The present-day or modern Choctaw sweat lodge is associated with traditional Choctaw practices. Choctaw sweat lodges are places of prayer and healing for participants, and Choctaw medicine men have long used a sweat bath (hobichi) in their healing ceremonies. During sweat lodge ceremonies, participants sit in a circle inside a round, domed structure made of willow branches covered with blankets or tarps. In the center of the circle, lava rocks, called grandfather rocks, are stacked in a pit and a fire is built around them until they become red-hot. The conductor of the ceremony pours water on the rocks, creating steam that envelops the participants. Prayers and songs, including Choctaw sweat lodge songs, traditional Choctaw spiritual songs, and songs from other tribes, are offered during ceremonies.
Individuals who conduct sweat lodges run the ceremony differently based on their training and experience. Generally, the conductor encourages participants to be themselves and to pray from their hearts. In addition, the conductor typically divides the sweat lodge ceremony into four parts. The first round often is a cleansing or purification round, with participants encouraged to pray for themselves as the water is poured on the hot lava rocks. In the second round, participants are encouraged to pray for others. The third round is usually a healing round or an honor round. During the fourth round, participants usually give thanks to the Creator.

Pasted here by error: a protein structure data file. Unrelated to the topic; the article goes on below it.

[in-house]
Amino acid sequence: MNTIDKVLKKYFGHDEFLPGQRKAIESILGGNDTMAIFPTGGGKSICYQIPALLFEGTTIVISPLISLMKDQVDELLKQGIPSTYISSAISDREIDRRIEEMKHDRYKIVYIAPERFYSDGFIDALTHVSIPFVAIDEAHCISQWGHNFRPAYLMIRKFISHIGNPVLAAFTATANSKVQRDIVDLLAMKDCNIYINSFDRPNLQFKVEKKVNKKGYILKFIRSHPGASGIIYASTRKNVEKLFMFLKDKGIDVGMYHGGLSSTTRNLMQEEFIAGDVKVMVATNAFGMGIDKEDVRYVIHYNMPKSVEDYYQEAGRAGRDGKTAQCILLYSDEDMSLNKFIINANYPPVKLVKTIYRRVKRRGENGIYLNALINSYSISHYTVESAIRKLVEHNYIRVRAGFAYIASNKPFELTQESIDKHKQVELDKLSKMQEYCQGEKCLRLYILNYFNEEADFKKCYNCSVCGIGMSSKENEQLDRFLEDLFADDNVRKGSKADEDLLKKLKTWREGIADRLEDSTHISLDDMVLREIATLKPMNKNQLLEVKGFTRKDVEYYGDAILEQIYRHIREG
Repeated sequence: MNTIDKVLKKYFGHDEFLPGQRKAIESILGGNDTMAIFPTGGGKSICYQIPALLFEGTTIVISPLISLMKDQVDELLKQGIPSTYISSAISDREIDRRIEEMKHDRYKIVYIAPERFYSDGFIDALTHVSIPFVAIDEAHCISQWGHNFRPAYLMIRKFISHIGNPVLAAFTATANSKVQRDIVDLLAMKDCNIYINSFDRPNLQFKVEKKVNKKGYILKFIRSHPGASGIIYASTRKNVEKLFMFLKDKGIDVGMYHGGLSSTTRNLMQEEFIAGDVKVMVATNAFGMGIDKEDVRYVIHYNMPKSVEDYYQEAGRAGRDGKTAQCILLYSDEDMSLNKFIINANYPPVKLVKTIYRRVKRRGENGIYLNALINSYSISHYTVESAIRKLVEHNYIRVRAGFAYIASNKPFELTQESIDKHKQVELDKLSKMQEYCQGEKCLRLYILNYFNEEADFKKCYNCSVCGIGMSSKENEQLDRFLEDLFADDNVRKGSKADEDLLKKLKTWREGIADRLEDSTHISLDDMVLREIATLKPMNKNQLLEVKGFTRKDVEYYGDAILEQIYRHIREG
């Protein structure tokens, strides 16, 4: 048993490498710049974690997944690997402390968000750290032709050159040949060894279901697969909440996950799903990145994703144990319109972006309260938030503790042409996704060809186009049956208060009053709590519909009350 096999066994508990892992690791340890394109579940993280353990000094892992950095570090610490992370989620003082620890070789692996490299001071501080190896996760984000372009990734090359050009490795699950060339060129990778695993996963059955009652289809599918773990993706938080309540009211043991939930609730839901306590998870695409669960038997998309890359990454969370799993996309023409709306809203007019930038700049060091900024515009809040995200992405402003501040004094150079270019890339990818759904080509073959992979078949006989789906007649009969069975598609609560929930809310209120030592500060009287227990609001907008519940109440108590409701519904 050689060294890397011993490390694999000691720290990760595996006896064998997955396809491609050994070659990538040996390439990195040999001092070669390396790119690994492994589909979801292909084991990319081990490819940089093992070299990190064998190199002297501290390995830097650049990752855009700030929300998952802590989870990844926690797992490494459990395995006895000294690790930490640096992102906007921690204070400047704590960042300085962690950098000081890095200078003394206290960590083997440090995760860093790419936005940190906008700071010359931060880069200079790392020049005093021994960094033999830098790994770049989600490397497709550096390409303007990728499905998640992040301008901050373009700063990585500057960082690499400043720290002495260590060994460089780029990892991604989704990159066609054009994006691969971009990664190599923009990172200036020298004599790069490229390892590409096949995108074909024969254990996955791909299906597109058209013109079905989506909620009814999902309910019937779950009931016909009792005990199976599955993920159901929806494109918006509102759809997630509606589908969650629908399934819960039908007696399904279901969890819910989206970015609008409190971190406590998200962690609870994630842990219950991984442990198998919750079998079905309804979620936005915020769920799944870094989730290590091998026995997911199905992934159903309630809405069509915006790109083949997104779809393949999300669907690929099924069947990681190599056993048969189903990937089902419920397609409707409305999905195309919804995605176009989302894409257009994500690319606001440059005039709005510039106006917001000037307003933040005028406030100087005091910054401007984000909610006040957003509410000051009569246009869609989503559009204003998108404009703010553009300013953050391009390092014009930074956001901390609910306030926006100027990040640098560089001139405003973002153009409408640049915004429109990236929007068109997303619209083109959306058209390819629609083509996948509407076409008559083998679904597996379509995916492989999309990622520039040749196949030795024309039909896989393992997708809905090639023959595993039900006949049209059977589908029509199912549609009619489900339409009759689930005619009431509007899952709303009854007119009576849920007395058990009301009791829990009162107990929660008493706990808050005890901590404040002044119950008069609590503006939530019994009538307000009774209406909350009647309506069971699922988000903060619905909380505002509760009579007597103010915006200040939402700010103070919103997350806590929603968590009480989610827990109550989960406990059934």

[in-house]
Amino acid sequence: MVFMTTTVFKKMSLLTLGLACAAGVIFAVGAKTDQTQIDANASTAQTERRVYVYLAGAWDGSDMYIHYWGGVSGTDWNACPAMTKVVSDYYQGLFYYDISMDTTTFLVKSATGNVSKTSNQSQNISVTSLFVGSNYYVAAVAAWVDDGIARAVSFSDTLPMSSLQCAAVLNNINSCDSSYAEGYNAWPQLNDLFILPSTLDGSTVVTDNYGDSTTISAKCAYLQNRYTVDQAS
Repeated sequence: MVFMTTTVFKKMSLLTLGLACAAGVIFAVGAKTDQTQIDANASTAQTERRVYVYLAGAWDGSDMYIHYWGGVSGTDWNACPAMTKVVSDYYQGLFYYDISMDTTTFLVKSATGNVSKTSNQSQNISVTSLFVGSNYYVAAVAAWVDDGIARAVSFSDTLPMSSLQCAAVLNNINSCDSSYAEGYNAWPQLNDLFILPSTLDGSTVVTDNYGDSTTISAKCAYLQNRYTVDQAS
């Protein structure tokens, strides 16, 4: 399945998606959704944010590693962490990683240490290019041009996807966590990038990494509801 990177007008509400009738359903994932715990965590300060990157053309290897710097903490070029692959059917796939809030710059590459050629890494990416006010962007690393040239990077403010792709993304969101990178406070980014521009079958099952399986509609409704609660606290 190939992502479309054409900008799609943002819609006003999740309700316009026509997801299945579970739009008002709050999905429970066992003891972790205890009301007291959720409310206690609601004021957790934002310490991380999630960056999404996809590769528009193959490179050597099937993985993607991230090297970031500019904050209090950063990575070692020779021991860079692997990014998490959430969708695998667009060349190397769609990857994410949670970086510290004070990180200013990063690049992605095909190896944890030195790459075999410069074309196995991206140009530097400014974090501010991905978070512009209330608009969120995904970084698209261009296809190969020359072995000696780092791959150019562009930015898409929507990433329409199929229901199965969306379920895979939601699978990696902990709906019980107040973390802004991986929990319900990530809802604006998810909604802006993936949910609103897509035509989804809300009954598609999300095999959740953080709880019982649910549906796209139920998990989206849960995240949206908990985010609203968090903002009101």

A number of practices precede a sweat lodge ceremony. The sweat lodge grounds need to be properly cleaned before a ceremony can take place. Cleaning includes sweeping out the interior of the sweat lodge and the surrounding area to remove the old prayers and pave the way for new prayers. The fire pit is also cleaned out and a new fire is made with the lava rocks stacked inside. As the fire burns and the rocks heat, the conductor of the sweat lodge or the fireman may watch or listen to the fire for signs of spiritual intervention. As people arrive for the ceremony, there is often a lot of joking. Sometimes, coffee or drinks may be available. Before entering, participants smudge the sweat lodge—generally with smoke from burning tobacco and cedar and sometimes with sage and sweetgrass. Cedar is a traditional Choctaw purifier, while tobacco is a traditional offering to the Creator. The smudge helps prepare the ceremonial space and the individuals for spiritual intercession.
Many participants consider the sweat lodge their place of spirituality. Participants do not have to dress up or attempt to impress others at sweat lodges. Rather, participants pray and seek spiritual assistance, knowledge, and understanding. Participants often attempt to leave their bad or destructive practices at the sweat lodge and emerge as new people focused on acting positively to build healthy relationships with their families and communities.
Sweat lodges are often located in people’s backyards. Sweat lodges may also be temporarily constructed at important cultural and spiritual sites, such as the top of Nanih Waiya, an earth mound of great cultural significance to the Choctaw.
- Tom Mould, Choctaw Prophecy: A Legacy of the Future (2003)
- John R. Swanton, Source Material for the Social and Ceremonial Life of the Choctaw Indians (1931)
- Stephen Rosecan, “Striving to Remake Their Lives: Spirituality, Social Relations, and Sweat Lodges among the Mississippi Choctaws,” Paper Presented at the Southern Anthropological Society Meeting (April 2002)